To circle back to schoolteacher Tyler’s experience in jail, there are continuities between 1975 and 2021. If anything, things have only got worse. According to a recent report of the National Crime Records Bureau, seven in 10 Indian prisoners are undertrials; one in three are Dalits or Adivasis. Only 14 countries in the world have more undertrials behind bars, proving the often-repeated observation that in India the process of seeking justice is in itself the punishment. Before Amnesty International shut down its office in India in September 2020, accusing the government of a “witch-hunt”, it had published a detailed report of how prisoners were tortured behind bars in India. In 2019, there were 478,600 people lodged in Indian jails, according to the NCRB report.
Last Saturday, February 15, 22-year-old climate activist Disha Ravi was added to these statistics when a team of Delhi police picked her up from her home in Bengaluru. She has been accused of sedition and circulating a document — now, infamous as the “toolkit” — tweeted by Swedish climate activist Greta Thunberg in support of months-long protests by farmers in North India. There have been accusations that the Delhi police did not even get a transit remand, necessary for arresting a person in another city and bringing them to the national capital. Right to Information activist Saket Gokhale has filed an application seeking clarification on this and the Delhi Commission for Women has issued a notice on the police, even as police commissioner S N Shrivastava has denied that his force violated any norms in the case. While Ravi remains in custody, warrants have been issued against two other green activists — Shantanu Muluk and Nikita Jacob from Maharashtra.
Historian Ramachandra Guha, who has been a consistent critic of the Modi government, reflected on Ravi’s arrest in his column for NDTV last week. One of the five reasons he cited was: “the Modi-[Home Minister Amit]Shah regime fears independent thinking in general; they particularly fear it when expressed by young people. Indians in their 20s and 30s, who are animated by ideals of religious pluralism, caste and gender justice, democratic transparency, and environmental sustainability — that is, by ideals different from and often opposed to those of the Sangh Parivar — have more energy and more time on this earth to fulfil their own hopes for our land. Therefore, they must be sent off to prison, through the abuse of state power and of the legal process if necessary.” Incidentally, Guha himself was arrested in December 2019 while protesting against the CAA in Bengaluru.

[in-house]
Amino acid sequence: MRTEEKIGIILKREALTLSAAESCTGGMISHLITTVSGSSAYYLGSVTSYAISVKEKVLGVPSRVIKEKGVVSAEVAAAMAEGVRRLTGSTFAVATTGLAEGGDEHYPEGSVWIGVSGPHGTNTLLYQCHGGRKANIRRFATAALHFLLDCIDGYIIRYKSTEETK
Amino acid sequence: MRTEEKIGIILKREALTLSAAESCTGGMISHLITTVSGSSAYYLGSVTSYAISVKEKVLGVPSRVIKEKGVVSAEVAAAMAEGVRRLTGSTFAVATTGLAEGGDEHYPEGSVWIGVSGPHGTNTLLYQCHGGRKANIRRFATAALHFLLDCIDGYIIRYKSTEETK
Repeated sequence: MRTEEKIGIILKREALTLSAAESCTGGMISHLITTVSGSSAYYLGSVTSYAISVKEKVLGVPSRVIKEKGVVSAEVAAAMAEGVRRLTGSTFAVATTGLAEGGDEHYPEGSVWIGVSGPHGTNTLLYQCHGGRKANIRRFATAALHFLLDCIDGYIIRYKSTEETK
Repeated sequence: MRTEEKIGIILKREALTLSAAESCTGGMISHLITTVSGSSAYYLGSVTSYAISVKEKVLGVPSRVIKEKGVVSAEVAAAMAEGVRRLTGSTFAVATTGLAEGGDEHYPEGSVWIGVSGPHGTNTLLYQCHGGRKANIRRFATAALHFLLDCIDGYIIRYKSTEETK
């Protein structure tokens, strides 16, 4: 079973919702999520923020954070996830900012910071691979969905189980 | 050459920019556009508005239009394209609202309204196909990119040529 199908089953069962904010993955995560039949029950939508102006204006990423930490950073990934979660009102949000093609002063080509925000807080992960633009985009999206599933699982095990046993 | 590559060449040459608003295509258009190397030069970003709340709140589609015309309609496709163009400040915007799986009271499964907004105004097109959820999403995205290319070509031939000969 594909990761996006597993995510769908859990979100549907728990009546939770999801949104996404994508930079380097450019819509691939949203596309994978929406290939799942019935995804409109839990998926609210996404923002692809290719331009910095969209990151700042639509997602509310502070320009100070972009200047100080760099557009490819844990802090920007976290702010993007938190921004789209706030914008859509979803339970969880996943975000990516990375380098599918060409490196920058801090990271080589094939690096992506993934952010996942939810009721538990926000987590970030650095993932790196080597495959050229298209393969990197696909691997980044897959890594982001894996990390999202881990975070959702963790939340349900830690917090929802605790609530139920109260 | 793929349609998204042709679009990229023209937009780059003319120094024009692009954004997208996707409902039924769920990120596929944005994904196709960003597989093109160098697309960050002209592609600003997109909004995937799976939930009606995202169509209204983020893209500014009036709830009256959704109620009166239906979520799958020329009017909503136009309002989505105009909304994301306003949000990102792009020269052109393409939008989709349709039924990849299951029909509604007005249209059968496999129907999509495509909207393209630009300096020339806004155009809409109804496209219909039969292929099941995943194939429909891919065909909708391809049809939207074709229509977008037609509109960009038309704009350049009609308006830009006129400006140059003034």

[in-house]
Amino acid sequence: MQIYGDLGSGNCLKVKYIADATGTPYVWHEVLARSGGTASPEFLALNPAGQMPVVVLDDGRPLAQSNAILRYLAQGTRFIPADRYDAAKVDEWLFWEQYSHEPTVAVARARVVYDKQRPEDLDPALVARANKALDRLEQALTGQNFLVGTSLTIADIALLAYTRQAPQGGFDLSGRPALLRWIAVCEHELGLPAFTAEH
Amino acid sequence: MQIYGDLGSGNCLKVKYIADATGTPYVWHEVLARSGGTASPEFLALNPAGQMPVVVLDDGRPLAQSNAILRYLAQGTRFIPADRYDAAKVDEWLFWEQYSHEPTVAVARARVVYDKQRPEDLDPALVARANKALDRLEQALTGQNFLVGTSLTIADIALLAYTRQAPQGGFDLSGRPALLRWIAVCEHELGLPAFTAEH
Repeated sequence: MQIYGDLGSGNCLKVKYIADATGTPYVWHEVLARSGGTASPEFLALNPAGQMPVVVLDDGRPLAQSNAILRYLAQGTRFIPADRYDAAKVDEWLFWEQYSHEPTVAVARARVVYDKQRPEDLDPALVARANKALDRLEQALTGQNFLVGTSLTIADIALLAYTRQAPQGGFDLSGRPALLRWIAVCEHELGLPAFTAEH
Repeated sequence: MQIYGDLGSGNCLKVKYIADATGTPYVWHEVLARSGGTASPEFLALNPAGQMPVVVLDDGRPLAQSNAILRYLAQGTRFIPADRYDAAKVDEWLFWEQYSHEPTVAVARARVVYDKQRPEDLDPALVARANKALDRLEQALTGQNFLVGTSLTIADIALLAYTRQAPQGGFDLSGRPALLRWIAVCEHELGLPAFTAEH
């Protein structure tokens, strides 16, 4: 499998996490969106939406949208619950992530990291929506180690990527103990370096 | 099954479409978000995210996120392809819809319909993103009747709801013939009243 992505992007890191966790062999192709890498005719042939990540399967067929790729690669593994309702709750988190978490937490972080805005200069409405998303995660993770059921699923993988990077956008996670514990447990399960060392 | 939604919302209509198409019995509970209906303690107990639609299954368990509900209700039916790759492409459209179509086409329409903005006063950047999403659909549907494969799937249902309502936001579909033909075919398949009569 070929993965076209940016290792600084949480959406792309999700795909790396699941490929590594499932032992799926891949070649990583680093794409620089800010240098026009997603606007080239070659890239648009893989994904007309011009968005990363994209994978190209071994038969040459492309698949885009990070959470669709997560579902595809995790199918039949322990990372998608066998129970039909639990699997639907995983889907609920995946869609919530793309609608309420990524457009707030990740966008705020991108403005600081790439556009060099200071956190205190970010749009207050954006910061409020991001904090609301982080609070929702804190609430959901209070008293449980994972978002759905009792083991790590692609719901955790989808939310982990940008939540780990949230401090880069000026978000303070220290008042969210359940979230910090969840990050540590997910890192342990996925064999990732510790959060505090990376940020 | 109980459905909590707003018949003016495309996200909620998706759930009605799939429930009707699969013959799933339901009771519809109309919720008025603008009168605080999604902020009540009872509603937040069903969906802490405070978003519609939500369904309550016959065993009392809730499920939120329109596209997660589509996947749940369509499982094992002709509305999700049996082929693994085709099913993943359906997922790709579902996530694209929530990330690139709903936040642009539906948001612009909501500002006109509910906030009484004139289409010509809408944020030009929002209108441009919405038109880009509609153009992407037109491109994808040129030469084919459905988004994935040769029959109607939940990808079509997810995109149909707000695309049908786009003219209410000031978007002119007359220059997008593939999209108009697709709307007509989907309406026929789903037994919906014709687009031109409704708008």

A scholar of international repute, Guha’s arrest had sparked international censure with the Financial Times in London claiming that India was “sliding into a second Emergency”. One might argue that such comparisons are onerous, depending more on coincidences than on empirically proven facts. And, indeed, it would be a futile exercise to try to find an exact mapping between a historical event and contemporary developments. But denying the resonances between — to borrow Jaffrelot and Anil’s term — India’s first dictatorship and the undeniable erosion of democratic institutions in the country in our time would be an invitation for more such coincidences to occur.
The write’s novel Ritual was published last year.